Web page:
Company tax speech

14 September 2017

DR CHALMERS (Rankin) (11:26): It's my privilege to follow the member for Lyons, in particular, who I thought made a very characteristically useful and considered contribution a little while ago. Even with the member who just spoke, there were parts of what he said—about trade in particular but other things as well—on which I find common ground. But we, on this side, obviously oppose this bill that we're talking about now, for the reasons that have been outlined so well by the member for Lyons, the member for McMahon and indeed all of the speakers on this side of the House.

If you were looking for one bill to sum up, in one piece of legislation, the approach of those opposite, this is it. In this one bill, the Treasury Laws Amendment (Enterprise Tax Plan No. 2) Bill 2017, we have all of the warped priorities, all of the Thatcherite fantasy, all of the trickle-down economics, and all of the wasted money and the fiscal vandalism which have characterised the last four years, and all of the showering of largesse on the top end of town while lecturing middle Australia about debt and deficit disasters. This is a $65 billion ram raid on the budget, which is to be handed directly to multinational corporations and the big four banks at the expense of people who work and who struggle in this country.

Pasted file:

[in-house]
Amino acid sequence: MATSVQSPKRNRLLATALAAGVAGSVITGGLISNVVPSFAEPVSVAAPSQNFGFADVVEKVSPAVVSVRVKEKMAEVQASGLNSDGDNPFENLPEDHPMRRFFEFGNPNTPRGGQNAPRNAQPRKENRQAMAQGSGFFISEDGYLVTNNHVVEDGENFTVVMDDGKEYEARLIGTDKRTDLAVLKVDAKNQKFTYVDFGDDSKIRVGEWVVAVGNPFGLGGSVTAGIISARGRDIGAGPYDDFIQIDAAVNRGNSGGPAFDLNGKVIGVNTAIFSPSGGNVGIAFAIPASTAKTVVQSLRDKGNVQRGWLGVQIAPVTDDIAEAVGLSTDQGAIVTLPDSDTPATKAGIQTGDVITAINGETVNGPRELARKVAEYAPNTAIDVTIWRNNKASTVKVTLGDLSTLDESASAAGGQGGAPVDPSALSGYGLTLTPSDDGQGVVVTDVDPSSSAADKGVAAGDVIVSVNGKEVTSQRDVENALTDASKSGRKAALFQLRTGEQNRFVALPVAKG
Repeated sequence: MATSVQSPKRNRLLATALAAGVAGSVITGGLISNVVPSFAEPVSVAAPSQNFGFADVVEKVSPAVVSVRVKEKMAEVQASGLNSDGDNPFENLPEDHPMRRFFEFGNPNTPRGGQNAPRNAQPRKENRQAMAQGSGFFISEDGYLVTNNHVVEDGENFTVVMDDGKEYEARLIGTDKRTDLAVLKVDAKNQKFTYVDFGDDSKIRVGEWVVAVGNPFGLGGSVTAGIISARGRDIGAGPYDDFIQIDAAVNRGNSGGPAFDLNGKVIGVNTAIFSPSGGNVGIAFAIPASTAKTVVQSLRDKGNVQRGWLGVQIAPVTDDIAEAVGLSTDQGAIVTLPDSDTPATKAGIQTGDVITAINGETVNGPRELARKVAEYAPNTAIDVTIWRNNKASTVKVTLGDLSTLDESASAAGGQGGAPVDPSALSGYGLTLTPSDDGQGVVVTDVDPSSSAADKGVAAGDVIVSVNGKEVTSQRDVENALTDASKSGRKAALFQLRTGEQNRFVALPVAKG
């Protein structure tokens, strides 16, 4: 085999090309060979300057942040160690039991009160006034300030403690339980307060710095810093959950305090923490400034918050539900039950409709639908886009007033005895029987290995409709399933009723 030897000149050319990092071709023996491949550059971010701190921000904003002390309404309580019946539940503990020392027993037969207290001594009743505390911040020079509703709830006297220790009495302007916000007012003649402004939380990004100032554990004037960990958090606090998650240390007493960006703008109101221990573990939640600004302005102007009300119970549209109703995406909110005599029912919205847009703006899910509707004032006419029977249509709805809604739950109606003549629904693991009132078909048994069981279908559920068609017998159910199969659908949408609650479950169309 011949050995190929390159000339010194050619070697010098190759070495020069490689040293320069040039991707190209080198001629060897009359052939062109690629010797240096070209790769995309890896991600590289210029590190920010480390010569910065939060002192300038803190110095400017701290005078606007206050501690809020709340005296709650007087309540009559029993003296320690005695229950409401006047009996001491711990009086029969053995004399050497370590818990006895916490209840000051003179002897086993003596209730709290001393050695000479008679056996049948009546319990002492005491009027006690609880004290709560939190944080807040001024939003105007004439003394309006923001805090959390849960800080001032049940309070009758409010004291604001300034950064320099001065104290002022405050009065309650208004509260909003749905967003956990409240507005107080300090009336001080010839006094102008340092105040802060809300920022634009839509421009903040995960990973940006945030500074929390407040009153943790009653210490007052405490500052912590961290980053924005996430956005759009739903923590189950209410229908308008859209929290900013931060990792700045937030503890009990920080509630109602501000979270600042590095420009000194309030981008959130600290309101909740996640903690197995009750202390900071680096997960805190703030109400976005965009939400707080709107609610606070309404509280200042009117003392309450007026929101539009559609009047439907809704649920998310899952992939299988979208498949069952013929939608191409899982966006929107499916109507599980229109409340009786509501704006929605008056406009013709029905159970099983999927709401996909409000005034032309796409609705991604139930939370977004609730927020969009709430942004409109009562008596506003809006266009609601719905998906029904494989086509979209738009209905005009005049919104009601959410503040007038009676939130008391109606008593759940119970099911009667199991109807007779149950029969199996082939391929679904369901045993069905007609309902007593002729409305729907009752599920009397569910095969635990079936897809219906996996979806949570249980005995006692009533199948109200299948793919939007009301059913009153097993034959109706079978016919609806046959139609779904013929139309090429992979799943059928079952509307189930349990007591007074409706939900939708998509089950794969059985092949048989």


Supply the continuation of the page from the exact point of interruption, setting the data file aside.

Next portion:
Those in this government—if you can believe it—through their policies tell us that they believe that multinational corporations pay too much tax, that people under $87,000 a year pay too little tax and that people get paid too much to work on Sundays. That is the summary of the economic policy of those opposite in this Turnbull government. You couldn't make this stuff up. In their arrogance, they want the Australian people to believe that they can't find $3.8 billion for universities, but they can find $65 billion for big companies in this country; they can't find a billion dollars to maintain the pensioner energy supplement, but they can find $65 billion to give to big business; they can't find the $17 billion for schools; and they can't find the $2.2 billion for GPs and allied health, or the $3 billion for apprentices and TAFE and vocational education, or the $1.6 billion they're cutting out of infrastructure, or the $500 million they're cutting out of the Indigenous Affairs portfolio, or the $300 million they're cutting out of dental, or the $171 million they're cutting from hospital services for veterans, or the $44 million a year they're cutting from homelessness funding.